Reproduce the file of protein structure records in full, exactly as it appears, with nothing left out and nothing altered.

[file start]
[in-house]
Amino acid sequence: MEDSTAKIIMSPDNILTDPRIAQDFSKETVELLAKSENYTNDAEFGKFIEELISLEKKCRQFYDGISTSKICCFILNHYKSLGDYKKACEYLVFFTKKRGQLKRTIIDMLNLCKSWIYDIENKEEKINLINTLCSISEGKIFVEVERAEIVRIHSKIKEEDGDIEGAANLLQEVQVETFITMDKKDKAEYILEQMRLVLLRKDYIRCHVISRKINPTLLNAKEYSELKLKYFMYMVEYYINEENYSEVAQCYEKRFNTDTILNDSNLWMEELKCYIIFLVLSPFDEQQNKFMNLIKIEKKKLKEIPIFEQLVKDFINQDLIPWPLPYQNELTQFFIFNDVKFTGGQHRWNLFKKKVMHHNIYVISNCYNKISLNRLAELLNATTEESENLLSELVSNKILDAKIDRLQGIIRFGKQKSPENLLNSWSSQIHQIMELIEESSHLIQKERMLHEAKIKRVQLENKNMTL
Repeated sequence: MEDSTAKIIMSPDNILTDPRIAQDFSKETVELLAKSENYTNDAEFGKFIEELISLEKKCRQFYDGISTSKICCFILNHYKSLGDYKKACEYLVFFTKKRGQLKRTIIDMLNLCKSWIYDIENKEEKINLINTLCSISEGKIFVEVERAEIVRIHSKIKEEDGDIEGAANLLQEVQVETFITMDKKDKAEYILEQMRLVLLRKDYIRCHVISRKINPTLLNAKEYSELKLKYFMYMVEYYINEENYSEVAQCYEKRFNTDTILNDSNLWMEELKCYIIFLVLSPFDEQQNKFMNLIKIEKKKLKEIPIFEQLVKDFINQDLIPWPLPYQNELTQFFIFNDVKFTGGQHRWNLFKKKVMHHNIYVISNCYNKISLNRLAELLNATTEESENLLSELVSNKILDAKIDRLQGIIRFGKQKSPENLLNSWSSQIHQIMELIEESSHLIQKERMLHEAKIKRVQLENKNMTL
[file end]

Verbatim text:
[in-house]
Amino acid sequence: MEDSTAKIIMSPDNILTDPRIAQDFSKETVELLAKSENYTNDAEFGKFIEELISLEKKCRQFYDGISTSKICCFILNHYKSLGDYKKACEYLVFFTKKRGQLKRTIIDMLNLCKSWIYDIENKEEKINLINTLCSISEGKIFVEVERAEIVRIHSKIKEEDGDIEGAANLLQEVQVETFITMDKKDKAEYILEQMRLVLLRKDYIRCHVISRKINPTLLNAKEYSELKLKYFMYMVEYYINEENYSEVAQCYEKRFNTDTILNDSNLWMEELKCYIIFLVLSPFDEQQNKFMNLIKIEKKKLKEIPIFEQLVKDFINQDLIPWPLPYQNELTQFFIFNDVKFTGGQHRWNLFKKKVMHHNIYVISNCYNKISLNRLAELLNATTEESENLLSELVSNKILDAKIDRLQGIIRFGKQKSPENLLNSWSSQIHQIMELIEESSHLIQKERMLHEAKIKRVQLENKNMTL
Repeated sequence: MEDSTAKIIMSPDNILTDPRIAQDFSKETVELLAKSENYTNDAEFGKFIEELISLEKKCRQFYDGISTSKICCFILNHYKSLGDYKKACEYLVFFTKKRGQLKRTIIDMLNLCKSWIYDIENKEEKINLINTLCSISEGKIFVEVERAEIVRIHSKIKEEDGDIEGAANLLQEVQVETFITMDKKDKAEYILEQMRLVLLRKDYIRCHVISRKINPTLLNAKEYSELKLKYFMYMVEYYINEENYSEVAQCYEKRFNTDTILNDSNLWMEELKCYIIFLVLSPFDEQQNKFMNLIKIEKKKLKEIPIFEQLVKDFINQDLIPWPLPYQNELTQFFIFNDVKFTGGQHRWNLFKKKVMHHNIYVISNCYNKISLNRLAELLNATTEESENLLSELVSNKILDAKIDRLQGIIRFGKQKSPENLLNSWSSQIHQIMELIEESSHLIQKERMLHEAKIKRVQLENKNMTL